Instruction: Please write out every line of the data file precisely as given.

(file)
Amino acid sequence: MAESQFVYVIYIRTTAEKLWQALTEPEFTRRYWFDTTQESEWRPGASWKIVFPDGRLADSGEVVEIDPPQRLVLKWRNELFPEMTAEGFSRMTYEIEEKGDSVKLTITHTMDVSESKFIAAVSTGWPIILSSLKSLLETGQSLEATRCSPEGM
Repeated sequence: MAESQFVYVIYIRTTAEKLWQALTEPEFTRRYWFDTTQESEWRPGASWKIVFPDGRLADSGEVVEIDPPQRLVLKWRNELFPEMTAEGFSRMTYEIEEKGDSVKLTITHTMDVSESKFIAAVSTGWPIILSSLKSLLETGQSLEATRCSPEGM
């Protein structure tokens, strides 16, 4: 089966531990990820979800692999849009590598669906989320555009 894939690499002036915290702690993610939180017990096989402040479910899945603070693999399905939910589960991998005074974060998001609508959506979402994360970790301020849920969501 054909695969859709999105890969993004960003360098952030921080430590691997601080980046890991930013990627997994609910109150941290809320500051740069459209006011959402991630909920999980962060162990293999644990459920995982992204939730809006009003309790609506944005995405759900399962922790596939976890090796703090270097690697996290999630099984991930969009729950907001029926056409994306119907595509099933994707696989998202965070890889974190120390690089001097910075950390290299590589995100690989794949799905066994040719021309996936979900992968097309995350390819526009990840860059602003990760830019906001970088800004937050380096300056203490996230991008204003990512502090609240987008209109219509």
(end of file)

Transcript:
Amino acid sequence: MAESQFVYVIYIRTTAEKLWQALTEPEFTRRYWFDTTQESEWRPGASWKIVFPDGRLADSGEVVEIDPPQRLVLKWRNELFPEMTAEGFSRMTYEIEEKGDSVKLTITHTMDVSESKFIAAVSTGWPIILSSLKSLLETGQSLEATRCSPEGM
Repeated sequence: MAESQFVYVIYIRTTAEKLWQALTEPEFTRRYWFDTTQESEWRPGASWKIVFPDGRLADSGEVVEIDPPQRLVLKWRNELFPEMTAEGFSRMTYEIEEKGDSVKLTITHTMDVSESKFIAAVSTGWPIILSSLKSLLETGQSLEATRCSPEGM
């Protein structure tokens, strides 16, 4: 089966531990990820979800692999849009590598669906989320555009 894939690499002036915290702690993610939180017990096989402040479910899945603070693999399905939910589960991998005074974060998001609508959506979402994360970790301020849920969501 054909695969859709999105890969993004960003360098952030921080430590691997601080980046890991930013990627997994609910109150941290809320500051740069459209006011959402991630909920999980962060162990293999644990459920995982992204939730809006009003309790609506944005995405759900399962922790596939976890090796703090270097690697996290999630099984991930969009729950907001029926056409994306119907595509099933994707696989998202965070890889974190120390690089001097910075950390290299590589995100690989794949799905066994040719021309996936979900992968097309995350390819526009990840860059602003990760830019906001970088800004937050380096300056203490996230991008204003990512502090609240987008209109219509």